Who Qualifies for a Mortgage Loan Modification? Do You Have To Pay Late?
Q: How do I know if my mortgage loan is held and serviced by my lender or my loan is owned by a pool of investors? Why is it that you have to be in financial trouble with your mortgage loan before you can get any help with a loan modification?
A: You may be able to find out whether your mortgage loan is only serviced by your lender and owned by others by calling your lender. Over the last decade, more loans were given to borrowers but ended up being serviced by one of several loan servicing companies. The actual loans were sold off in bits and pieces to investors in the United States and around the world.
The servicer has the right to receive payments on the loan but does not necessarily have the right to modify the mortgage loan terms. If you call up your lender and are told that they own the loan, you have a better chance of having that lender work with you to refinance or modify that loan.
There are millions of borrowers in trouble today. Many of them have failed to make several payments on their mortgage loans. Others have quit paying their properties, moved out, and have mailed their keys to their lenders in what is now known as “jingle mail.” Still other homeowners are in trouble due to a job loss or medical bills but are current with their payments.
The government has set up various plants to assist homeowners with their mortgage problems. The Making Home Affordable plan that the Obama administration has enacted does not require homeowners to have failed to have missed loan payments to their lenders. The plan is voluntary, which means that while your lender may participate, it may not subscribe to the entire plan.
So many people are in financial trouble right now that many lenders are handling the worst cases first and do not appear to have the manpower to work with borrowers who are not “in trouble” today. In the last several months, readers have consistently said that their lenders won’t work with them unless they are late in their payments. It may be that lenders want to know that they are working only with the most critical cases first and don’t need to work with those cases where borrowers are current in their payments.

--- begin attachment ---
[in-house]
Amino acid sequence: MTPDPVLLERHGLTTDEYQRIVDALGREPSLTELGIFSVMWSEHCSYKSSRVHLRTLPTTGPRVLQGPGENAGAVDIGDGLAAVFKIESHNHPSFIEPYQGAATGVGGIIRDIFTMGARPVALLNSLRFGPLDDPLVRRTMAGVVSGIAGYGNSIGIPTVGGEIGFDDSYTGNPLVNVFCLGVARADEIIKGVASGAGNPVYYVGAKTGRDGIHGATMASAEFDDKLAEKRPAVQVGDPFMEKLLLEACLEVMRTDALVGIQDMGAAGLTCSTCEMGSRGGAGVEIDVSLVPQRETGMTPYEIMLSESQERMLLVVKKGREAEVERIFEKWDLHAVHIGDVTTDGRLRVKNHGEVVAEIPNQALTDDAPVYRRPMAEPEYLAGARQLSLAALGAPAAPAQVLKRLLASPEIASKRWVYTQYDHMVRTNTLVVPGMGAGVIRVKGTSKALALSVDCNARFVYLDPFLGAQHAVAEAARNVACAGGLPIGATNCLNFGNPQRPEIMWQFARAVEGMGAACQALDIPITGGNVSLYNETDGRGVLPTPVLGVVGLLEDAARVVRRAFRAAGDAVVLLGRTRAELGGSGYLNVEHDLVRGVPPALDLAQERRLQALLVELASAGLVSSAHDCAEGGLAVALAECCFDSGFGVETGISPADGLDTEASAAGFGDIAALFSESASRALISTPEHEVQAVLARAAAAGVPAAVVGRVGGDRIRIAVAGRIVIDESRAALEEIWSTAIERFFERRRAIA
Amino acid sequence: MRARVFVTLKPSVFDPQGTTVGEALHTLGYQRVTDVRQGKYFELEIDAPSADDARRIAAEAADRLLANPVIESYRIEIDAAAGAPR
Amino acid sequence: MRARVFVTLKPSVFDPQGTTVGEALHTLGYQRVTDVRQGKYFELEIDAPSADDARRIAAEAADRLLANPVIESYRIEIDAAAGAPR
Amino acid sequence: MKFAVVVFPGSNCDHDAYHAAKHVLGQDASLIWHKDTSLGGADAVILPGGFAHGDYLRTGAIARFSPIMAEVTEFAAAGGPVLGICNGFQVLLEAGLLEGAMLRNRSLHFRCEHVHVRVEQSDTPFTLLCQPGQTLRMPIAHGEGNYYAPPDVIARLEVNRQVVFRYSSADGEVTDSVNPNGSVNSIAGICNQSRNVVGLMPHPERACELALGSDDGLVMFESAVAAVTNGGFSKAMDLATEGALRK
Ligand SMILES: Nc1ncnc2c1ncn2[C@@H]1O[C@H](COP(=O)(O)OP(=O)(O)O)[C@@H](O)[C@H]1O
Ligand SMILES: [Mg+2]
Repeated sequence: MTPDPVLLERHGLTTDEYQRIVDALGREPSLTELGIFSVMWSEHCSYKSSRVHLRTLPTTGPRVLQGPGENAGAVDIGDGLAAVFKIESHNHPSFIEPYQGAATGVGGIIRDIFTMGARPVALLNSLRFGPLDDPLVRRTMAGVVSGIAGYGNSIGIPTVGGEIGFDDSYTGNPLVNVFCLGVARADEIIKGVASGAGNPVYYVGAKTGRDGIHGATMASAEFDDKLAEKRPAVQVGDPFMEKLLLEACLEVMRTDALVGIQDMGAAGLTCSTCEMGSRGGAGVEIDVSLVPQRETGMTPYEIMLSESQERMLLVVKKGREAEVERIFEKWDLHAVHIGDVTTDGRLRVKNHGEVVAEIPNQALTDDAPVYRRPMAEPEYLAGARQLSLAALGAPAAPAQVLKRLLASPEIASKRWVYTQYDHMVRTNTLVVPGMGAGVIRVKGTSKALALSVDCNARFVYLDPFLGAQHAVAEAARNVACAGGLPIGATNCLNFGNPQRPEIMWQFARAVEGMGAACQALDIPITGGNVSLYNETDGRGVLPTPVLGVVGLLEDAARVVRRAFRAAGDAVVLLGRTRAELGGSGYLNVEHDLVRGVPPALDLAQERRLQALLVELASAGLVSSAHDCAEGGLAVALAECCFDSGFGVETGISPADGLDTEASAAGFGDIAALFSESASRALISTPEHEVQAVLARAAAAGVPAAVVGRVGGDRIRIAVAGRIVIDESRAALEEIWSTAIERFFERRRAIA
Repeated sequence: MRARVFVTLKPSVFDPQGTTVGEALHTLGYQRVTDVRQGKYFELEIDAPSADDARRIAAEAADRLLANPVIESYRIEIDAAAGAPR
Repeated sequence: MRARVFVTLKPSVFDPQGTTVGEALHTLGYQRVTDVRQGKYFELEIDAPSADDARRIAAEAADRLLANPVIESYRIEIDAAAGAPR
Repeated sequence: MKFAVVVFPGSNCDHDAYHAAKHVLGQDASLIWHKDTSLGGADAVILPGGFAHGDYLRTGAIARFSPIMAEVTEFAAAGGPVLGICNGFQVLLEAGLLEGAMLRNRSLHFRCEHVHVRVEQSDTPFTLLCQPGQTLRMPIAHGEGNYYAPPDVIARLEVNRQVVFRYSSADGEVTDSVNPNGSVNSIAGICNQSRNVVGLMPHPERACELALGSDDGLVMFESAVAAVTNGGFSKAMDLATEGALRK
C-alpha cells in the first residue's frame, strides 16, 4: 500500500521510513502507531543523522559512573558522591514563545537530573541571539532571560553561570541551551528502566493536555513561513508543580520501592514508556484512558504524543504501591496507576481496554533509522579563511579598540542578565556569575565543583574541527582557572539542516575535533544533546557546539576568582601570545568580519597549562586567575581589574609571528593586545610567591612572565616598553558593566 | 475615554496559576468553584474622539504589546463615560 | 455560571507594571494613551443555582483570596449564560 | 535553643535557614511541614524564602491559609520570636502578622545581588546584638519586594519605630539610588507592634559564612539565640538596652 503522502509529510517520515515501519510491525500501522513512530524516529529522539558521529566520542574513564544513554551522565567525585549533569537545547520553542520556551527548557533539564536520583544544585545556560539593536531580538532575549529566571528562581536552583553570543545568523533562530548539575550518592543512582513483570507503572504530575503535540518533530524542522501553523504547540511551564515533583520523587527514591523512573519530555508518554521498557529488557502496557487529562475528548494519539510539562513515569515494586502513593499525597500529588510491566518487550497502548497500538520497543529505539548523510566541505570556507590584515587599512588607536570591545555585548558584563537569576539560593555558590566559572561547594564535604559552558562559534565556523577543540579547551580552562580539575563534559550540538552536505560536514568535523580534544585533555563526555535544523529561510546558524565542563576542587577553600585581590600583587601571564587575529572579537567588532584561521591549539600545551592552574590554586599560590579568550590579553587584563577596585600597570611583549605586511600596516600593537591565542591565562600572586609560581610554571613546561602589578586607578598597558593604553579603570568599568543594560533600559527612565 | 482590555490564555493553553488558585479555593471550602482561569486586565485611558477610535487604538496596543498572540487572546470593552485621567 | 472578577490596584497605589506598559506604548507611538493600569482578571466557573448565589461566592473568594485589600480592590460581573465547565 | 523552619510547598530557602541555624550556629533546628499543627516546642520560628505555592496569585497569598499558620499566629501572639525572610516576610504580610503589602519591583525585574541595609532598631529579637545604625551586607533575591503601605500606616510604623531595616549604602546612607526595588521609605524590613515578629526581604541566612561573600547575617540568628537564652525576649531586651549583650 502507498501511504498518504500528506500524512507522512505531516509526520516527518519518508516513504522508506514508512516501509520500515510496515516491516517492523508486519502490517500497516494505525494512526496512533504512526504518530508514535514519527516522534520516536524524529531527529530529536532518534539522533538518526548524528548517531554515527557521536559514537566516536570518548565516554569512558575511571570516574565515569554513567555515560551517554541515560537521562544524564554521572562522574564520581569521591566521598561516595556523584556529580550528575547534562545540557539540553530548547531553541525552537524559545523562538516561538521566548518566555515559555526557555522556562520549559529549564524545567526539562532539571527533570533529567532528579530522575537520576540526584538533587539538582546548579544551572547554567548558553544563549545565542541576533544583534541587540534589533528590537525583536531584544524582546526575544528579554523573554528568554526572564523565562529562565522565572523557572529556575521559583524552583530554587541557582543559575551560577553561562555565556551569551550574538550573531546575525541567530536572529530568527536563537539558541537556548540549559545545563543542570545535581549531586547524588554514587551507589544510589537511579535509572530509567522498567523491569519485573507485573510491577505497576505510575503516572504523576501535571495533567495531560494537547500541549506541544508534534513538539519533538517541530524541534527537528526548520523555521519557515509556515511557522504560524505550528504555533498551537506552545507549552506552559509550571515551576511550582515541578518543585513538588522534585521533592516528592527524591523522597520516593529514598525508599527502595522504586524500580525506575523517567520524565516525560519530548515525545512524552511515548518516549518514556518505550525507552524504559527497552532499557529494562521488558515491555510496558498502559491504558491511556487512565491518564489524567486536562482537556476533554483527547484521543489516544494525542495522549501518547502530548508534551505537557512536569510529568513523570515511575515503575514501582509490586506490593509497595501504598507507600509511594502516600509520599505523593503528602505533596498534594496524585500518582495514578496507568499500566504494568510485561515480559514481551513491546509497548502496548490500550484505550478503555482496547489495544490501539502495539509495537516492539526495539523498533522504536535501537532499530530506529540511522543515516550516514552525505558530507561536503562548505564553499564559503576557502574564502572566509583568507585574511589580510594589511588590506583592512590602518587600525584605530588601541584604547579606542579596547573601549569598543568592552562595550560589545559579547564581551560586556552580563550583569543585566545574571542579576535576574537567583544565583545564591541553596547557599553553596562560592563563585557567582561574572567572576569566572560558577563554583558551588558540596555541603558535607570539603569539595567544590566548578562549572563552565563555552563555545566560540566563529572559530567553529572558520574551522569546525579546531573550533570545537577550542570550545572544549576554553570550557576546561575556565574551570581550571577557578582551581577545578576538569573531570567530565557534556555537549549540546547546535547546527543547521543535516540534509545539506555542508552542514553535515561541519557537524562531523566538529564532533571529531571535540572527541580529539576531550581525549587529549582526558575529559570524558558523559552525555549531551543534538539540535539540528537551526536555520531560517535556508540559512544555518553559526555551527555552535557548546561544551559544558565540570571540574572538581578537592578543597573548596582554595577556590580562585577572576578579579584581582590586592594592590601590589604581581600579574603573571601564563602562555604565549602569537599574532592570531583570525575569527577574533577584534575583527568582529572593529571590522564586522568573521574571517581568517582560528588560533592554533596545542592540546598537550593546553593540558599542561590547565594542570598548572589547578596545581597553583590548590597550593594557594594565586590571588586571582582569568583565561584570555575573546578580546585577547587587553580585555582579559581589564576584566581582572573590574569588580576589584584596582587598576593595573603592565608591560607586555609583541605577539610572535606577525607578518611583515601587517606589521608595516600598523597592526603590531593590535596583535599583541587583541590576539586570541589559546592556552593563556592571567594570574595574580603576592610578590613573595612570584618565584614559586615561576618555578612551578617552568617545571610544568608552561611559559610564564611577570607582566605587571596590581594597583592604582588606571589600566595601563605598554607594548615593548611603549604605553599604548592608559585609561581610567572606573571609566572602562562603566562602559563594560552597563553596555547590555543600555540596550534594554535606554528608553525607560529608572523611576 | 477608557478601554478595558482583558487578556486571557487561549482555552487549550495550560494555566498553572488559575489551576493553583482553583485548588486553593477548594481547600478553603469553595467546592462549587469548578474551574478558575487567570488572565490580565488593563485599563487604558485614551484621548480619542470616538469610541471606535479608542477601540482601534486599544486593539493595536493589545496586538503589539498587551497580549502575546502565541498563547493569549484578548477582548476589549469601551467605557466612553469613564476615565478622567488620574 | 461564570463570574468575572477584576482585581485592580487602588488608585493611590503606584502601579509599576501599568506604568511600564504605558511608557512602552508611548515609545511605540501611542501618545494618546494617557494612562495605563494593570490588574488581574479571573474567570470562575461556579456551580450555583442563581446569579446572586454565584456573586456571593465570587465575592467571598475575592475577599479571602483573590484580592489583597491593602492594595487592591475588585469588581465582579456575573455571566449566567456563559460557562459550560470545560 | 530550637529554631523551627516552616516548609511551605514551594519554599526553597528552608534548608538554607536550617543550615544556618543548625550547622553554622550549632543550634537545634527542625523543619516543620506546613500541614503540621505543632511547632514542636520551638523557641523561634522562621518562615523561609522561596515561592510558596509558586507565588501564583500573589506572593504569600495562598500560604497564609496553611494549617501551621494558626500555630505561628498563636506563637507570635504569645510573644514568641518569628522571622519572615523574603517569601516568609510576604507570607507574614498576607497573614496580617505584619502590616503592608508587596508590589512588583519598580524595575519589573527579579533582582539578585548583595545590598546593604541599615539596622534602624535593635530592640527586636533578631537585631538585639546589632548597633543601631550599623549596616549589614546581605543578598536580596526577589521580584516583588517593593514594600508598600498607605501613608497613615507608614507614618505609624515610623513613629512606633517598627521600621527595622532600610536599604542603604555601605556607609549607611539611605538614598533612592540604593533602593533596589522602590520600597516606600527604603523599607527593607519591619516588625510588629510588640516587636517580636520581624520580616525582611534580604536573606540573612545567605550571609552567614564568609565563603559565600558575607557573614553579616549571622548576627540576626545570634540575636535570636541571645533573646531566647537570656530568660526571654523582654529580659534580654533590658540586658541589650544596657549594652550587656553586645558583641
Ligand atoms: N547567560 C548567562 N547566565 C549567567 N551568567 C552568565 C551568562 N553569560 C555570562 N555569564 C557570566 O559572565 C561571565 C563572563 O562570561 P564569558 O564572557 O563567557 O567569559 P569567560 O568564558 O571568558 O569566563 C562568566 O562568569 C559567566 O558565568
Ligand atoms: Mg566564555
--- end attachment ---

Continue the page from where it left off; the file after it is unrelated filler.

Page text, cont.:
Or, perhaps it is that the Making Home Affordable plan in its original inception was designed to help borrowers who were late on their payments. More recently, the plan has been changed to accommodate those who are on-time with their payments but are facing tremendous financial difficulties.
Certainly lenders know they have a problem when a borrower stops paying on his or her loan. But the lender may think everything is fine when the loan is current. Individuals working with troubled borrowers seem to confirm that lenders aren’t yet working with borrowers that are current in their loan payments.
Some borrowers when they hear that they must stop paying on their loans to get lender help, stop making their loan payments. Their credit history takes a big hit, but they feel that is the only way they can get their lender’s attention.
On the other hand, other borrowers are writing in to tell us that even after they stop paying, their lender’s department doesn’t have the staff necessary to work with everyone who is in trouble. If that’s the case, lenders will prioritize their cases and will probably still only work with borrowers that have fallen behind in their payments before tackling borrowers that are current in their loans.
If you can’t get your lender’s attention, the best thing you can do is to keep calling. Let the lender know you want to work things out. Ask what you can do to speed up the process. As is the case so often, the squeaky wheel gets the grease. If you can’t get anyone to respond to you, please call the Hope Now hotline at (888) 995-HOPE. The HUD-certified housing counselors at the other end of the line have backdoor channels that enable them to get through to the right people at your lender’s office.
For more information on loan modifications check out Mortgage Refinance or Loan Modification: Check Web Site for Details.
You can also go to the MakingHomeAffordable.gov website.
June 10, 2009